Greg Monroe and agent David Falk have made it clear that they don’t want any trade this season, though the Pistons have asked about Monroe’s willingness to approve a trade, writes Vincent Goodwill of The Detroit News. Monroe has the right to block any deal because he signed his qualifying offer in the offseason, and he’d lose his Bird rights if he were to be traded. There have been conflicting reports about whether the Pistons are shopping Brandon Jennings, but Goodwill writes that he is indeed on the block. The team’s brass is setting a high price for its assets, but other front offices have yet to meet those demands, according to Goodwill, who wrote his piece before today’s Josh Smith bombshell. We’ve been tracking the latest on Smith all day, and as we continue to do so, here’s more news from the Central Division:
- Wolves president of basketball operations Flip Saunders insists that had it not been for the offer from the Cavaliers, he wouldn’t have traded Kevin Love this year, as Saunders told reporters, including Jon Krawczynski of The Associated Press (Twitter link). There were simply no other proposals he liked, despite seemingly fevered interest from half of the league’s teams.
- Saunders also seemed to confirm that Love had forced his way off the Wolves, as Krawczynski relays in a full piece. “Minnesota people are pretty loyal,” Saunders said. “When you turn on Minnesota they don’t forgive you.” Still, Saunders added that he has no hard feelings, Krawczynski tweets.
- Bucks owners Wesley Edens and Marc Lasry saw the Milwaukee franchise as a “blank slate,” Krawczynski writes in another piece, adding that the ownership duo has quickly revamped the business side of the team and is very pleased with how their roster is taking form. “It’s better than the Spurs. Those are the old guys,” Edens told Krawczynski. “Would you trade Giannis [Antetokounmpo] and Jabari [Parker] and all the rest of the young guys for them?”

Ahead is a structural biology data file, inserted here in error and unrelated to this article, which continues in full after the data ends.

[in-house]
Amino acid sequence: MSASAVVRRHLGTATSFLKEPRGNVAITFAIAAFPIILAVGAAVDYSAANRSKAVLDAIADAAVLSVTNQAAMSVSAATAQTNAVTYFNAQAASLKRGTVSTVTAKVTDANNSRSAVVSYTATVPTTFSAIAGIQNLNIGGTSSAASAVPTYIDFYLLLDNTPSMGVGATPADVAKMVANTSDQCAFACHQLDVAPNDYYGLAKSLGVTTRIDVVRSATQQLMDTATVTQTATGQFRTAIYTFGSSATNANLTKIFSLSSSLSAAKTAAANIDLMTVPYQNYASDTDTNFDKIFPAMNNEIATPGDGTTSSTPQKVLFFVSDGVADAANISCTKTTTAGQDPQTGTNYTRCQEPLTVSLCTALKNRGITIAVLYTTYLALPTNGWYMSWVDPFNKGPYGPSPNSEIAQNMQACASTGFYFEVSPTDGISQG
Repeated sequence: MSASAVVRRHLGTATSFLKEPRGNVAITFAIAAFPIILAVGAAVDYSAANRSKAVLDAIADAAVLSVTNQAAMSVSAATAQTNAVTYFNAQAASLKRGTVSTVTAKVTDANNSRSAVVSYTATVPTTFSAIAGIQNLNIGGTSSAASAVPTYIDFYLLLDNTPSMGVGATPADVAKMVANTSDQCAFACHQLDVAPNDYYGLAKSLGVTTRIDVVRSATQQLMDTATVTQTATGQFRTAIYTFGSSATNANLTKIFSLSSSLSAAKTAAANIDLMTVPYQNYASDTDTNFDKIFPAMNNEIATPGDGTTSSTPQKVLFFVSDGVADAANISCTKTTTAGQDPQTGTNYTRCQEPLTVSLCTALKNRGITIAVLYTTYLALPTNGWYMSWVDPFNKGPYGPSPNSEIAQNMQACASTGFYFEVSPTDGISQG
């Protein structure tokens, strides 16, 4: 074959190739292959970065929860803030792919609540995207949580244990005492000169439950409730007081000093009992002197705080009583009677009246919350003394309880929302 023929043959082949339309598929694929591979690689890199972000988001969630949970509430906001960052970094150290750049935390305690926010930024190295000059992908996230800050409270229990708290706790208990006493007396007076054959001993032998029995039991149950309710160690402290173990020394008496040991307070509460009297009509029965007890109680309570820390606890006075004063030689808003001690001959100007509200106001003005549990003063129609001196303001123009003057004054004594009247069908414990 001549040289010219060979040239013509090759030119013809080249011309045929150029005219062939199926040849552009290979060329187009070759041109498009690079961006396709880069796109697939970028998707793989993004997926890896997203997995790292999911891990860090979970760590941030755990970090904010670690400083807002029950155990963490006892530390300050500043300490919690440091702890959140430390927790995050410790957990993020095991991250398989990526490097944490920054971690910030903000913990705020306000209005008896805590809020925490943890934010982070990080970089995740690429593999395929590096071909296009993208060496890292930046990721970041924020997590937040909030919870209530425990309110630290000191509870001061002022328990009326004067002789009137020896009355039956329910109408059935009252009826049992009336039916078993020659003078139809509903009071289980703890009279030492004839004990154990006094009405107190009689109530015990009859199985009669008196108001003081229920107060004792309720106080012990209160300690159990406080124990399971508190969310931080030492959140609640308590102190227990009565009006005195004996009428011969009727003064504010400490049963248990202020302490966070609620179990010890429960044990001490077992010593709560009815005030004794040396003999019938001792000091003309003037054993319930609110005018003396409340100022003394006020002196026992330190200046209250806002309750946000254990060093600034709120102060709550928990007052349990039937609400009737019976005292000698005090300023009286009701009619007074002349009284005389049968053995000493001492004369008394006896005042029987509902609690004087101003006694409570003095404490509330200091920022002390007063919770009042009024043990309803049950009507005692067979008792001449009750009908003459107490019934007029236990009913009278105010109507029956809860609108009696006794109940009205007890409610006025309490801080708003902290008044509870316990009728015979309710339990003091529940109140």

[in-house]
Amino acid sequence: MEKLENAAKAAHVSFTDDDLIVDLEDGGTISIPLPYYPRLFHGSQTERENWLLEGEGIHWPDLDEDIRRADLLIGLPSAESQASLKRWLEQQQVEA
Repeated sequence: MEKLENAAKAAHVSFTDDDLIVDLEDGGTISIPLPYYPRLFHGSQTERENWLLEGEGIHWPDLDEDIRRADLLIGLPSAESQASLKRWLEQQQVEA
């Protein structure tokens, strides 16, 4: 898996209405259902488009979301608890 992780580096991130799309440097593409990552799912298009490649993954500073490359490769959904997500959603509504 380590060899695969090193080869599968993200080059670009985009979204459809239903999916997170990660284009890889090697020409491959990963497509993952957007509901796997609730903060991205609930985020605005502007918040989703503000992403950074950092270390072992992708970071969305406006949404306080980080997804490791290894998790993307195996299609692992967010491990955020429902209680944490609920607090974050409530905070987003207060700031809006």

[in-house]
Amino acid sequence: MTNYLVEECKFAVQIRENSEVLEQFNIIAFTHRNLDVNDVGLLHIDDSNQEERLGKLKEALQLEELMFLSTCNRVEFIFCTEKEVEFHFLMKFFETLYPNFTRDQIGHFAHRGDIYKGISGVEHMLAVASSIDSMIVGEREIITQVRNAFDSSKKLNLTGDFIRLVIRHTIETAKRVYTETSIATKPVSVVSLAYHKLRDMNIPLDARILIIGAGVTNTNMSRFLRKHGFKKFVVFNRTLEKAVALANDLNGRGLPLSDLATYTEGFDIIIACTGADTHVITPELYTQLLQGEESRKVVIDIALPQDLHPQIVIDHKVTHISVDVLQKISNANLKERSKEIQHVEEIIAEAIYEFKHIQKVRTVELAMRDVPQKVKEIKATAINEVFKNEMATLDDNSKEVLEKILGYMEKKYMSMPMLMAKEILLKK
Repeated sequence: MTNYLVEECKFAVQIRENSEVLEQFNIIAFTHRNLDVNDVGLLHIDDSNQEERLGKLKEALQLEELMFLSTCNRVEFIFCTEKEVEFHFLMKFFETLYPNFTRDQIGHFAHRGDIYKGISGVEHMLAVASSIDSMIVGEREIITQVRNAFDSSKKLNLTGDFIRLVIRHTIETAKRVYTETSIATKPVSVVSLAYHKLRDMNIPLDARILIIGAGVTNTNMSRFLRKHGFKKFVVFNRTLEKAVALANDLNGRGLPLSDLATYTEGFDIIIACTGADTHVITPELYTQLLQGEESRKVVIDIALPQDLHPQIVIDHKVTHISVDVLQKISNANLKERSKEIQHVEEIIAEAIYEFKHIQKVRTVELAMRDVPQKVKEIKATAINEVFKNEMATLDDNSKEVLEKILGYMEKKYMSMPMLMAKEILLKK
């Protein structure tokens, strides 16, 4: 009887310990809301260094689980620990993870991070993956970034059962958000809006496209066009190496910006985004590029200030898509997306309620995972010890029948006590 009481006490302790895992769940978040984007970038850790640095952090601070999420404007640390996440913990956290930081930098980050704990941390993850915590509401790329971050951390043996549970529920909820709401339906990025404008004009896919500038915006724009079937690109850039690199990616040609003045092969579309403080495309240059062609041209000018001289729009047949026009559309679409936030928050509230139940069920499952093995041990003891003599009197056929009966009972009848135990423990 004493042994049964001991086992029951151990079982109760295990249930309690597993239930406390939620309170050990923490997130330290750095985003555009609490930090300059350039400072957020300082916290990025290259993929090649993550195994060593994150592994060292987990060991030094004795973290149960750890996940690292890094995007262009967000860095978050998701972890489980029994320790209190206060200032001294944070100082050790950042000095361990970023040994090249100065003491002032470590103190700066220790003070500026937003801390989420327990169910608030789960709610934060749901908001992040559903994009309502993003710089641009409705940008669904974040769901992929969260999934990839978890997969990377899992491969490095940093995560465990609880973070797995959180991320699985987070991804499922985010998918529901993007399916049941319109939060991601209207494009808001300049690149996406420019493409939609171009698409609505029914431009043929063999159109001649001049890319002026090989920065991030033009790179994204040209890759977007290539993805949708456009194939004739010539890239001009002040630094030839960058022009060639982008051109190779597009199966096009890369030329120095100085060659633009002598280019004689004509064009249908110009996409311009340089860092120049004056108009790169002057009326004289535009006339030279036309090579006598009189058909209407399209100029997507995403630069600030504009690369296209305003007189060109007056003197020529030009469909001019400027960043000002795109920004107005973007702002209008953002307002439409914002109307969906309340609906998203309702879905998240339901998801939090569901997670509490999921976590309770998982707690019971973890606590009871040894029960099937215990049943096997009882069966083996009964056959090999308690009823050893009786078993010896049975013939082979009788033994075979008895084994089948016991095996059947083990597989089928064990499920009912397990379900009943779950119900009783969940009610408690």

- While initial reports had Edens and Lasry pledging $100MM towards a new arena in Milwaukee, the actual number the owners have agreed to commit has since grown to $150MM, reports Don Walker of the Milwaukee Journal Sentinel. Walker reminds us that former Bucks owner Herb Kohl agreed to kick in $100MM himself and that there might be additional private capital coming. Whatever amount on top of that is required to build the arena will come from public financing, Walker says, adding that the team faces an NBA-mandated deadline of fall 2017 to have the new facility in place.
- Pacers players aren’t embracing the idea of bringing Lance Stephenson back to the team, as Marc Stein of ESPN.com hears (Twitter link). Indiana’s front office was reportedly cool to the idea as the Pacers engaged in preliminary talks with the Hornets about trading for the shooting guard.
Alex Lee contributed to this post.
2 thoughts on “Central Notes: Pistons, Love, Bucks, Stephenson”
Why should pro sports teams get public funding for a stadium? Why should a taxpayer have to pay for the stadium and receive $0 of the profit while being charged full-price for tickets to get in and for the ability to watch the team on TV? Why do voters complain when someone who makes less than $20,000 a year gets free health insurance, but not when hundreds of millions are spent subsidizing a multi-billion dollar entertainment industry?